"Bloody Monday" Riot Site
On August 6th 1855, members of the anti-immigrant American Party (more commonly referred to as the "Know Nothings") attacked Catholic Irish and German Immigrants. Prior to the violence, armed "Know Nothings" stood at polling stations to prevent the Catholics from voting in the mayoral election. To increase the intimidation, the "Know Nothings" began to vandalize and burn Irish property as well as stoned a priest. In the violence, at least 22 men and women were killed and many more were injured. In one infamous episode, a man was actually pushed back into a burning building. St. Martins Church and the Cathedral of the Assumption were nearly destroyed by the mob, only stopped by the mayor while other buildings burned. While five men were arrested for the violence no one was convicted and there was no compensation for the victims. The riots would make the beginning of the end for the "Know Nothings" as the party's behavior had alienated some of their support and soon nativist sentiments would be completely overshadowed by the looming issue of slavery.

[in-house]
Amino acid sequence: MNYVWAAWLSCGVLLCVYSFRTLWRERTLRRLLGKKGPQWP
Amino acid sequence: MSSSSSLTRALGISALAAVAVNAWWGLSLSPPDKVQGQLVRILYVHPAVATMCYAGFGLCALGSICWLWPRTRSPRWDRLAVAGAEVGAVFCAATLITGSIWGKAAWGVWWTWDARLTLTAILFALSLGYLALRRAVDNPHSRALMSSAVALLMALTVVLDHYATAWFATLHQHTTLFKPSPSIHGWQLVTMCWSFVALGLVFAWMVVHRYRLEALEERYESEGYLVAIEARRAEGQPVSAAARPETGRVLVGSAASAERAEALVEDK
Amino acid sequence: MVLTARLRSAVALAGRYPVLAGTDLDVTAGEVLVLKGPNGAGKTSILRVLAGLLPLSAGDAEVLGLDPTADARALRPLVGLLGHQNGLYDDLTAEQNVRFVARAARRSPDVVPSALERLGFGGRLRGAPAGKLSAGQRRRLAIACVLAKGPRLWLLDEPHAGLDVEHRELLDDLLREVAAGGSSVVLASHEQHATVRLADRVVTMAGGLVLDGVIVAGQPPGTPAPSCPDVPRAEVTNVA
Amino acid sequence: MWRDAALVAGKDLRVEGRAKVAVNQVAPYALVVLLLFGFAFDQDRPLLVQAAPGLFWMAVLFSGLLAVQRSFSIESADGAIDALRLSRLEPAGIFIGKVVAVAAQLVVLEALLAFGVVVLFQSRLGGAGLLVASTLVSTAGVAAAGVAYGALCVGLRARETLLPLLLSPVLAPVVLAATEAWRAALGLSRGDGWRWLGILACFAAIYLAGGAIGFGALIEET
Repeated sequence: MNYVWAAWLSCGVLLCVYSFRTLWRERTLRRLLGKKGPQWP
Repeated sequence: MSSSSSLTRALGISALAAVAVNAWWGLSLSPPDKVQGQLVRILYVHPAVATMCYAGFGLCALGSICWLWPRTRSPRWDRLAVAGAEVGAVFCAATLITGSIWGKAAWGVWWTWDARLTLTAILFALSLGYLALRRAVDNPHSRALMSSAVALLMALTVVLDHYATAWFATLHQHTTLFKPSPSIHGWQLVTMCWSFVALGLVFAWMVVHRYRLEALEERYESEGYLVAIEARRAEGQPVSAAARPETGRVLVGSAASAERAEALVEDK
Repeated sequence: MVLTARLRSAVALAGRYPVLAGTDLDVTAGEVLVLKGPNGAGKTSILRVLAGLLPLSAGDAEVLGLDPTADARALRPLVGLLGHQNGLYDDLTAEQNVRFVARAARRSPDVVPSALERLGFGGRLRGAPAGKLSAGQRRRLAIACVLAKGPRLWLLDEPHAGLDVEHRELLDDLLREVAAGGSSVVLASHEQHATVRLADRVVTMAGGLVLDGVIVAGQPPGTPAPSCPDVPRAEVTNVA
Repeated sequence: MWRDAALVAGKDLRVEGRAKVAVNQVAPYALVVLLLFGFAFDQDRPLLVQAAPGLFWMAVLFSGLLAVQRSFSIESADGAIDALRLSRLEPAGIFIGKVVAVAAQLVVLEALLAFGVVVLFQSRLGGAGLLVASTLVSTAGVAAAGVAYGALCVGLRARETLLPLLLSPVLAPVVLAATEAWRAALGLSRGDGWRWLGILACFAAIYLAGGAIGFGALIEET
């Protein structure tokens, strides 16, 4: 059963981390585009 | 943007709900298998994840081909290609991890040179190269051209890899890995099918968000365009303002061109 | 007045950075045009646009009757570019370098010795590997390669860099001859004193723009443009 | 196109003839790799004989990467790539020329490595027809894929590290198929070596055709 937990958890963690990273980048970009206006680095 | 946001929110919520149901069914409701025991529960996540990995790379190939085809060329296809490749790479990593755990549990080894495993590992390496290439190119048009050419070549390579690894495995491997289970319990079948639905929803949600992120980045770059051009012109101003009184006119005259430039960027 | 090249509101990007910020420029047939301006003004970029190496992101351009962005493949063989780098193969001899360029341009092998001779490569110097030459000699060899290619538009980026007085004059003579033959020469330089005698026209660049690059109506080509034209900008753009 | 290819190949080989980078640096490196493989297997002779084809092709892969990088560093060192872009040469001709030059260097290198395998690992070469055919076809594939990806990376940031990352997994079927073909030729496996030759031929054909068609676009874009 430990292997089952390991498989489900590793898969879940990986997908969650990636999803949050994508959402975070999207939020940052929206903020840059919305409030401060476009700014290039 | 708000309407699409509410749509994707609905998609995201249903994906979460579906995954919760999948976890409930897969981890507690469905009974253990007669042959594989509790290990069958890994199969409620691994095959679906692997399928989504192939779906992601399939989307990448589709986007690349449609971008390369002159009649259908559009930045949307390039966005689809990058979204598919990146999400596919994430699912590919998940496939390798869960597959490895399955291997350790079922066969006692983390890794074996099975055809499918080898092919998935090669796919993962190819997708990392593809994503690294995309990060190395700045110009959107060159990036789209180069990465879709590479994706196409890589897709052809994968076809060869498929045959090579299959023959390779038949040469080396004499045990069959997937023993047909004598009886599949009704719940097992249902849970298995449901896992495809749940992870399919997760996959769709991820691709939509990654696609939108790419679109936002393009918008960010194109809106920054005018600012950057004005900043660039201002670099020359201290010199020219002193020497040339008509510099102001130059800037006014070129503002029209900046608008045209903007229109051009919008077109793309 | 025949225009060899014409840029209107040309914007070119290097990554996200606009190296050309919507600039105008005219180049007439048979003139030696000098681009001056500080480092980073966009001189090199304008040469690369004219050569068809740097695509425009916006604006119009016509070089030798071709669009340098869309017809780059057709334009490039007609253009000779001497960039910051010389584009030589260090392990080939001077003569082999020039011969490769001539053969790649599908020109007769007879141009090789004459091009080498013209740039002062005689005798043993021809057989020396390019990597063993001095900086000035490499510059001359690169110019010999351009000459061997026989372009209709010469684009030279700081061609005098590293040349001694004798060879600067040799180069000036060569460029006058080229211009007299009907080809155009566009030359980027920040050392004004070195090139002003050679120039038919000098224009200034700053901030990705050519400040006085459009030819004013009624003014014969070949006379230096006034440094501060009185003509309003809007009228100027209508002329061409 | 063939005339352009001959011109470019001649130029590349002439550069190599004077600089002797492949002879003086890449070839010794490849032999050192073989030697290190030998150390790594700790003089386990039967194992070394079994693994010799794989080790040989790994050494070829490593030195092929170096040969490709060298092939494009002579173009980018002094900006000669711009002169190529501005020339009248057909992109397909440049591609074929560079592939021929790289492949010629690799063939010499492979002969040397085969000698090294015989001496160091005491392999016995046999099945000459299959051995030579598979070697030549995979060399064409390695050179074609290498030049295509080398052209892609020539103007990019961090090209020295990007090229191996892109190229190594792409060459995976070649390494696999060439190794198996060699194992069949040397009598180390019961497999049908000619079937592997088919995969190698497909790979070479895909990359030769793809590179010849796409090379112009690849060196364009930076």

- Mittlebeeler, Emmet V. (1992). "The Aftermath of Louisville's Bloody Monday Election Riot of 1855". Filson Club History Quarterly, 66 (2): 197–219.
- Yater, George H. (2001). "Bloody Monday". The Encyclopedia of Louisville.